THE COLORS AND SPIRITS WERE BRIGHT AT THIS PACKED ART AUCTION/AIDS BENEFIT BASH.
Byline: Holly Haber
Shocking orange was the color of the evening last month at the elegant Two by Two for AIDS and Art party, held in the magnificent contemporary home of art collector Howard Rachofsky.
Invitations, carpets and mango martinis all shown in orange, a color selected by stylist guru Ken Downing, vice president of public relations at Neiman Marcus. The wait staff wore bright orange DKNY T-shirts. Even the menu of chilled curried carrot soup, seared tuna with mango chutney and passion fruit tart maintained the theme.
“It’s all about fashion, sweetie,” said Downing; he chose the color because it was so big in the spring collections.
Still, apparently the only attendee who actually wore orange — a vivid silk shirt under his black tuxedo frock coat — was Rachofsky, who opened his stark white, black granite and glass Richard Meier home for the second year in a row for the party.
“I always wear something to work with the art,” quipped Rachofsky, as he stood before a bright orange and yellow concave square painting by Yek, one of more than 100 artworks that were auctioned to benefit the American Foundation for AIDS Research and the Dallas Museum of Art. The top dollar item was a Robert Rauschenberg work, which sold for $125,000.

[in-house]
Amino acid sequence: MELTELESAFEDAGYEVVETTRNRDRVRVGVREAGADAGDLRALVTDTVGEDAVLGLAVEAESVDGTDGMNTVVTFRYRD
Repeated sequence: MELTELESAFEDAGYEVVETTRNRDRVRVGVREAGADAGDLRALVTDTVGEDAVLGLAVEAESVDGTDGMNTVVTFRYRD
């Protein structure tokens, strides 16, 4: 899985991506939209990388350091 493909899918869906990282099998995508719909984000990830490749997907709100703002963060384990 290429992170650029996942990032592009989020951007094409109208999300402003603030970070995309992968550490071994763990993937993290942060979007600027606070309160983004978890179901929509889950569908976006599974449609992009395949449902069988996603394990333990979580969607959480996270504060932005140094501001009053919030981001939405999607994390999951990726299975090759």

This was only the second such annual event here, but it raised more than $1 million and has earned a deserved reputation as the best party of the year. That’s because it draws a creative crowd that dresses elegantly and likes to have fun.
Sharon Stone again earned her title of honorary chairwoman by cajoling bidders to up the ante during the live auction. The movie star made an iconoclastic fashion statement, donning a vintage black and glitter Oleg Cassini dress for the event.
“It’s my best friend’s mother’s,” she said.
Stone, who wore a dress by Dallas native Lela Rose to this event last year, said this time she was enamored of the fashions by another Dallasite — jewelry designer Elizabeth Showers.
Admiring the white pearl and opal choker worn by Showers’ mother, Jan Showers, Stone said, “I gotta have it.”